Darwin was really into this question too. Hair is a track record of your health. It's a record of the medicines you've taken, the diet you've had, the care you've given it. It takes years of good health to grow long, thick hair. So if you don't know anything about that person, you would learn a lot just by looking at that person's hair.
In almost every era hair is talked about as one of a woman's best assets.
Darwin thought that [attracting a mate] was the reason we evolved to grow long hair on our heads. Long hair on the head hasn't been around forever; they think it's only been around for about 15,000 years.
But what about men, it's not the custom now for men to have long hair, but you'd think it'd be the same kind of health indicator for men.
Well, women do find men with hair much more attractive than bald guys, probably for similar reasons—it's an indicator of age and fertility.
You have a really interesting section on the famous female waist-to-hip ratio. Marilyn Monroe and Kate Moss had similar a similar waist-to-hip ratio though they obviously are of very different body types. Why is that ratio attractive to men?
They found that women men look at figures of women, they pick women whose waist is 7/10ths the size of the hip-which is much more of an hourglass than what you'd see on a runway. That's the ideal ratio for Western men. Men from poor rural backgrounds in other parts of the world prefer women whose ratio is 8/10th, so a little thicker waist, but still an hourglass which is a sign of fertility and youth.
One study in the book showed a connection between being liked and respected and being considered attractive, so it's not all superficial biology.
That was really fascinating. They asked a group of people to judge each other's attractiveness the day they met, then again after they'd worked together on an archeological dig for a summer. And the people who were most liked and respected were given higher ratings than they originally got and the people who weren't liked actually got lower ratings than they originally got. They did other studies that showed the same result. They took yearbook photos and showed that people who knew that person from school and liked them gave the person higher attractiveness ratings than strangers would looking at the same picture.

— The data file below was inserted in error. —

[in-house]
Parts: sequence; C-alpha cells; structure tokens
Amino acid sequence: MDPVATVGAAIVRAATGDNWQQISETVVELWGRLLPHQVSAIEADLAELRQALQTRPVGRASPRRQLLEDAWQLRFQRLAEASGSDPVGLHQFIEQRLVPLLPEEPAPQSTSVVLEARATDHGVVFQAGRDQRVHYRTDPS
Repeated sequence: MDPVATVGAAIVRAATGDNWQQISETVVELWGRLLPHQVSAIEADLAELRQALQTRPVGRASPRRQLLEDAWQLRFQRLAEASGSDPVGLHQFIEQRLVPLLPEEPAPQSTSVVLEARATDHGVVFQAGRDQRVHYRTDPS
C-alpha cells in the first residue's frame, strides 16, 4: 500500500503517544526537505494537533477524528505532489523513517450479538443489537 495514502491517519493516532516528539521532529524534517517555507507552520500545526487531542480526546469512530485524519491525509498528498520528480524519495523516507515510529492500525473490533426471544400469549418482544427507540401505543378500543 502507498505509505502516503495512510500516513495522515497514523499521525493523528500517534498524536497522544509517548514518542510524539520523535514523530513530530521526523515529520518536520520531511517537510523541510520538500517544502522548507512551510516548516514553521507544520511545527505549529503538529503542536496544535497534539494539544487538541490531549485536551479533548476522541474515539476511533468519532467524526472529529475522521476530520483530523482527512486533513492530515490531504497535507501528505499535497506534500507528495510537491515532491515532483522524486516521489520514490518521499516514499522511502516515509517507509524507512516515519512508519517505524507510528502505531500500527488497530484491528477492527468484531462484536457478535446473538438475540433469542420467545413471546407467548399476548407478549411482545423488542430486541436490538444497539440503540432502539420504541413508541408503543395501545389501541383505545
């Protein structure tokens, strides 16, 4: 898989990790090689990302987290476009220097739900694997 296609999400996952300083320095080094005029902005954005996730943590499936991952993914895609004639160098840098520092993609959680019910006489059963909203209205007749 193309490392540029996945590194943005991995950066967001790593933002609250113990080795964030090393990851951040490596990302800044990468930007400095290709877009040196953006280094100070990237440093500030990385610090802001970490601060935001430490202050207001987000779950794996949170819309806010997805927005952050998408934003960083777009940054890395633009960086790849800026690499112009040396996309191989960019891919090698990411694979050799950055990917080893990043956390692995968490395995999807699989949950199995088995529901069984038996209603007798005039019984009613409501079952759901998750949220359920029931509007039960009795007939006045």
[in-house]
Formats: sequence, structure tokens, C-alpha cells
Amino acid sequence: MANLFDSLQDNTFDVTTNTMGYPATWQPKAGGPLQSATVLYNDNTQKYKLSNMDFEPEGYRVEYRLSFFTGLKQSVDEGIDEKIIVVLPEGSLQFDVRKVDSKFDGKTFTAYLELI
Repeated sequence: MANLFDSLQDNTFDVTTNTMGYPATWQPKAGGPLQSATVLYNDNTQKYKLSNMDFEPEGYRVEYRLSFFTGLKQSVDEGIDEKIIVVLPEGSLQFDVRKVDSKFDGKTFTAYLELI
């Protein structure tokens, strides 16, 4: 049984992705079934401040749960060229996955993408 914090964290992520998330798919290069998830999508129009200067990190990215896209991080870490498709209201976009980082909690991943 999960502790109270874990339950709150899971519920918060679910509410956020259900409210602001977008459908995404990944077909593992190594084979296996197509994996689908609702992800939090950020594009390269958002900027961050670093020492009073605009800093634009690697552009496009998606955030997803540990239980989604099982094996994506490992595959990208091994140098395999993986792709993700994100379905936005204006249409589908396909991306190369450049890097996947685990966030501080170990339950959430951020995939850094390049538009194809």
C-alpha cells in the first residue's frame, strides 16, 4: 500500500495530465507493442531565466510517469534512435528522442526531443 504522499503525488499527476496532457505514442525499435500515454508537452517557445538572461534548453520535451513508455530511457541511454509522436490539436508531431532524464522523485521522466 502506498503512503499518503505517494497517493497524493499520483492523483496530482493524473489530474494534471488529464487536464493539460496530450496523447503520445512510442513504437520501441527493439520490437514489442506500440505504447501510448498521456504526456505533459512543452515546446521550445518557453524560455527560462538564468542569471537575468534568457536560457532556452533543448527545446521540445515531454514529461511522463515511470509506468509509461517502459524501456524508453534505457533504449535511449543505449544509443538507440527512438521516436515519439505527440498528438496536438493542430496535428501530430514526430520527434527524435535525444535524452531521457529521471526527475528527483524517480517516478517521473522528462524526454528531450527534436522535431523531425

Are there issues you still want to explore?
The vasopressin gene study hit my desk not long ago-too late for the book. Everyone's calling it the cheating gene. It regulates vasopressin, a hormone that has been associated with bonding. They discovered it in some classic prairie vole [a rodent] studies. Prairie voles are monogamous because of the way this gene is expressed and how they react to vasopressin. Their cousin the montane vole do not have this gene and they're playboys. Recently they found evidence that human men also have variability in their vassopressin gene which means some are more inclined to monogamy than others. [Men with the "cheater" variant were less likely to be married and, if married, were were more likely to report marital problems. Approximately 40 percent of all men have the less monogamous variant, according to a recent report by Swedish researchers.]
So does that mean we'll some day have a test to see which man is predisposed to cheating?
Actually, I have an informal poll on my blog for women only, that asks would you want him tested? And about two thirds said yes, they'd test them.
Then maybe cheaters would have a hard time getting girlfriends.
[laughs] It could change our whole society. Women would only breed with the monogamous guys.
So how do you feel about romance now that you know all this?
Well, I'm still in the honeymoon phase, I've been married about a year, and I actually say my husband is the best of both breeds.